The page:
Let f:RnR be a continuously differentiable function, so f has lower bounded in Rn; f is uniformly continuous on O, which contains a horizontal set Levα0:={xRnf(x)α0}, where α0=f(x0) and x0Rn. If dk satisfy the following conditions: θkπ/2-μ, where θk stands for the angle between -f(xk) and dk, and μ(0,π/2) is a constant, then there must be a k satisfying f(xk)=0 or f(xk)0 by Wolfe-Powell conditions.

Proof.

We proof the theorem by contradiction. Suppose f(xk)0 or f(xk)0 for all k, and there is a set {ki} and a constant ε>0 satisfy f(xki)ε for all i. Because dk satisfies the angle condition θkπ/2-μ, so (17)f(xk)Tdk=-f(xk)dkcosθk-f(xk)dksinμ<0.

Equation (17) shows that dk is a descending direction, so {f(xk)} is a decreasing sequence. Suppose the limit of {f(xk)} is ξ, and ξ>-. That is f(xk)ξ, so f(xk)-f(xk+1)0, take the Wolfe-Powell condition (16)(1) on index ki, (18)f(xki)-f(xki+1)-ραkif(xki)Tdkif(xki)αkidkicosθkiεsinμαkidki. It is easy to get αkidki0, again by the Wolfe-Powell condition (16)(2), (19)[f(xki+1)-f(xki)]Tdki-(1-σ)f(xki)Tdki. Further (20)f(xki+1)-f(xki)ε(1-σ)sinμ.

Because of xki+1-xki=αkidki0, (20) is in contradiction with the assumption that f is uniformly continuous on Levα0. The contradiction suggests that f(xk)0.

4. Simulations on Convergence Properties

As the new searching direction dk satisfies the following equation: (21)dk={UΣUH[-f(xk)]if2f(xk)>0U|Σ|UH[-f(xk)]else.

So, if the Hessian matrix of all points in definition domain is positive, then the convergence rate of modified algorithm equals the classical Newton algorithm. The other side, if there are any points with its Hessian matrix negative, then the convergence rate at most equals the one of classical Newton algorithm.

In addition, in order to verify that the improved algorithm has a wider convergence domain than the classical Newton algorithm, we employ a convex function: f(x,y)=-3(1-x)2e-x2-(y+1)2 as the objective function. Let the definition domain be (x,y){[-3,1],[-3,1]}, and we choose the grid points by 0.1 interval, then use both classical Newton's algorithm and eigenvalue decomposition-based algorithm to find the minimum value. The results are drawn in Figure 1.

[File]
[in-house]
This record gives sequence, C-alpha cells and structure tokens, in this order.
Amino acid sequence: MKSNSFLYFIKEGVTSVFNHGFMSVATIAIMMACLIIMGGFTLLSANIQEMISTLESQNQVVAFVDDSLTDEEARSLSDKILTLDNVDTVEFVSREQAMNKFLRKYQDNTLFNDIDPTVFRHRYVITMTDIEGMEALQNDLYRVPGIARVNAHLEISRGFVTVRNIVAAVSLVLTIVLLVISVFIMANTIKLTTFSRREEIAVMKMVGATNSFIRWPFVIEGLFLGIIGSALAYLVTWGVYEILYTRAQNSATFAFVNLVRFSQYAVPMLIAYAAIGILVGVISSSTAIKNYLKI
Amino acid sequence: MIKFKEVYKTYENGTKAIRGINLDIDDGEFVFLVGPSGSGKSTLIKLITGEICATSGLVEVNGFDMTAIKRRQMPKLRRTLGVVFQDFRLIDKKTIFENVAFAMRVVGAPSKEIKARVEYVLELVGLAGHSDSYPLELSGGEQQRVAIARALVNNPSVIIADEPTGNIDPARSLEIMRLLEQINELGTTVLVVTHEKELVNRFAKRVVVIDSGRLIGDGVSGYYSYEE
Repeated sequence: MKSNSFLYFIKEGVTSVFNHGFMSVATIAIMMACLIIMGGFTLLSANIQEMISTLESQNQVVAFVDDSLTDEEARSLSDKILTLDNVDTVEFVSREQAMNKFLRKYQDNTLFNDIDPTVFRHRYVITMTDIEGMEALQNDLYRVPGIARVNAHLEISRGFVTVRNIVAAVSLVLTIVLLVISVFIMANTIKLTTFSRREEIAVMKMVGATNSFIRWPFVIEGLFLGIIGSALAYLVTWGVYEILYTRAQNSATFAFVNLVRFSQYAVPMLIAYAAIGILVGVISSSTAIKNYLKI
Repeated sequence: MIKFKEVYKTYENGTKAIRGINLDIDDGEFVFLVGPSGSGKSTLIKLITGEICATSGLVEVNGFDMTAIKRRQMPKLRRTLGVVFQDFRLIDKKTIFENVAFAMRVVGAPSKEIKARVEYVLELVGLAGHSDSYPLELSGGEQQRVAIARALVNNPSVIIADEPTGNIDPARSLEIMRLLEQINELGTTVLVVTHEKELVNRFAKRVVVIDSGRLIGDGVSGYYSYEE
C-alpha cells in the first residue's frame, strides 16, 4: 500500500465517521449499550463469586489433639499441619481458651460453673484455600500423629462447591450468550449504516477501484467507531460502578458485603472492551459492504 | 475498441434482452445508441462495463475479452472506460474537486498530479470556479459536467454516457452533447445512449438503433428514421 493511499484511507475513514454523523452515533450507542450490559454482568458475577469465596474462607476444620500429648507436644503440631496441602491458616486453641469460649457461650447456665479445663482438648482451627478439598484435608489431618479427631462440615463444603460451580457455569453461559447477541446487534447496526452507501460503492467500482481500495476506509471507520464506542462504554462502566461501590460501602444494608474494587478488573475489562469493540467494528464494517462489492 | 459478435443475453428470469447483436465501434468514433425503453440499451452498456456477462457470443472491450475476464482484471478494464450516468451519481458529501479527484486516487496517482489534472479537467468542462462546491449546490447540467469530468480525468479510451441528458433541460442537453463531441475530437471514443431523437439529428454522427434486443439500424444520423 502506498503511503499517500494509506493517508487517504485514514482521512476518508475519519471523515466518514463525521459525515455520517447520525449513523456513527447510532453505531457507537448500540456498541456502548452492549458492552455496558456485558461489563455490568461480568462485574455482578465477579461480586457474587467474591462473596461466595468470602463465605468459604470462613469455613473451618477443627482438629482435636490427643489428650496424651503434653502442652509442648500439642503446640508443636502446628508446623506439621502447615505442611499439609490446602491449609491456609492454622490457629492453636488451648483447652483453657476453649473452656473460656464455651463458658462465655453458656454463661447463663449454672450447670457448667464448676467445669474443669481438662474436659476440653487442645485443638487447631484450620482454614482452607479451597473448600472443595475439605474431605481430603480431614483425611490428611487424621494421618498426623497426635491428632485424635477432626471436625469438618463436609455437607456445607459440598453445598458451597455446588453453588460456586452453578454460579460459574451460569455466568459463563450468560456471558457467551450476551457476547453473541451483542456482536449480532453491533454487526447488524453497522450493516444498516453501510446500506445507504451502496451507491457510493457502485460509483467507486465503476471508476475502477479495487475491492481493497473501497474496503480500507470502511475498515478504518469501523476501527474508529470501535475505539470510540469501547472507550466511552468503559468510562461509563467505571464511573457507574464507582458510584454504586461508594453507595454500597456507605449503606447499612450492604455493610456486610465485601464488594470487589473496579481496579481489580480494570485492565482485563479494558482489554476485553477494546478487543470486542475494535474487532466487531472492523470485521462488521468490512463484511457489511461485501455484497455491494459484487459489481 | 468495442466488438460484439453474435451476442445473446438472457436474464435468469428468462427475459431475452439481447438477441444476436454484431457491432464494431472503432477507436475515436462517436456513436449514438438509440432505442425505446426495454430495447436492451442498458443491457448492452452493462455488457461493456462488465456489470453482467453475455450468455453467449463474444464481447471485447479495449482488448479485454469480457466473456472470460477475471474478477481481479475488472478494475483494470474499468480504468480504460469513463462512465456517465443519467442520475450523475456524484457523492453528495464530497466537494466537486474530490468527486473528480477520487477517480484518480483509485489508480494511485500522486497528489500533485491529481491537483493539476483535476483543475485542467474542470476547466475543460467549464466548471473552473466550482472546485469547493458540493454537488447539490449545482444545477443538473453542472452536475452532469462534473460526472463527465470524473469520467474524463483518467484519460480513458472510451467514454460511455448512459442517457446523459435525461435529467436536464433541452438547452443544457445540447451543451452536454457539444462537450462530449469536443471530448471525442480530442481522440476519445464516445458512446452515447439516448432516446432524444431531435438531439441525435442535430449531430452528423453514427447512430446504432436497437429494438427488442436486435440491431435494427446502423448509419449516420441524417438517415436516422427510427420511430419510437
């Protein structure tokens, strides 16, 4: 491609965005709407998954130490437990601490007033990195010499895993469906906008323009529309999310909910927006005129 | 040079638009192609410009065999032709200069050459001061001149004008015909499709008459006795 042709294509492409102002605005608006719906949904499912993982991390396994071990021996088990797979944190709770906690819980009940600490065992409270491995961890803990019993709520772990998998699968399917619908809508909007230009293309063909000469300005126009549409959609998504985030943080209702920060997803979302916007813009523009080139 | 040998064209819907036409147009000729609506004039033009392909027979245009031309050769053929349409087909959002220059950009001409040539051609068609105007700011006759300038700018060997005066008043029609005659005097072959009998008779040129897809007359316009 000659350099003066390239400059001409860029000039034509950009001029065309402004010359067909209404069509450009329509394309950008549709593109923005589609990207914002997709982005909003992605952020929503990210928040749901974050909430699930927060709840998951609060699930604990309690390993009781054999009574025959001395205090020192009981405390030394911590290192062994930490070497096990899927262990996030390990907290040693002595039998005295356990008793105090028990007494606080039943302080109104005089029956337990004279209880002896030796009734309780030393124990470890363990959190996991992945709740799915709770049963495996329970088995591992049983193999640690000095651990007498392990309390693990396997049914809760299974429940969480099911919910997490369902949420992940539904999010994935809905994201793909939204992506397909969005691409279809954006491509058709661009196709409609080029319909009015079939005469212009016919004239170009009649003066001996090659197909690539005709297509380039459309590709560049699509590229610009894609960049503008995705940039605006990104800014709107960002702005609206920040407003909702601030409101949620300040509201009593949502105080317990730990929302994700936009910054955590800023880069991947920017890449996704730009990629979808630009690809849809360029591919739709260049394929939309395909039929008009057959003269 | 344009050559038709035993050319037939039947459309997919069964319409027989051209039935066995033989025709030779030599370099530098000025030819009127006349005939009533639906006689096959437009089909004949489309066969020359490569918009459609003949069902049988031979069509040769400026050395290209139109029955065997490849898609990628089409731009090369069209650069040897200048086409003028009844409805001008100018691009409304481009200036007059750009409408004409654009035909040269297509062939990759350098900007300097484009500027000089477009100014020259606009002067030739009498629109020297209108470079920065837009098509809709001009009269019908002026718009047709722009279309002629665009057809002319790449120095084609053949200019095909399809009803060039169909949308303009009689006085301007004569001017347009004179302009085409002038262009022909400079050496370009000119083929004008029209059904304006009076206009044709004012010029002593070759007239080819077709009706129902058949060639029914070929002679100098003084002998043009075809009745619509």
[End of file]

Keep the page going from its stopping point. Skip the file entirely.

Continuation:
Results of numerical experiment (a) objective function; (b) contour map; (c) convergence domain of Newton's algorithm; (d) convergence domain of the new algorithm.

In Figure 1(c), the green point means that the algorithm has found the minimum value using this point as the initial solution; and the red point means that the algorithm did not converge or has not found the minimum value. Obviously, the convergence domain of eigenvalue decomposition algorithm is bigger than the one of the classical Newton algorithm.

5. Conclusion

A new algorithm is put forward based on eigenvalue decomposition and classical Newton algorithm. The eigenvalue decomposition based-algorithm has a wider convergence domain than the classical Newton algorithm.

Acknowledgments

This work is supported by the Natural Science Foundation of China (60974124), the Program for New Century Excellent Talents in University, and the Project sponsored by SRF for ROCS, SEM in China, the key lab open foundation for Space Flight Dynamics technique (SFDLXZ-2010-004).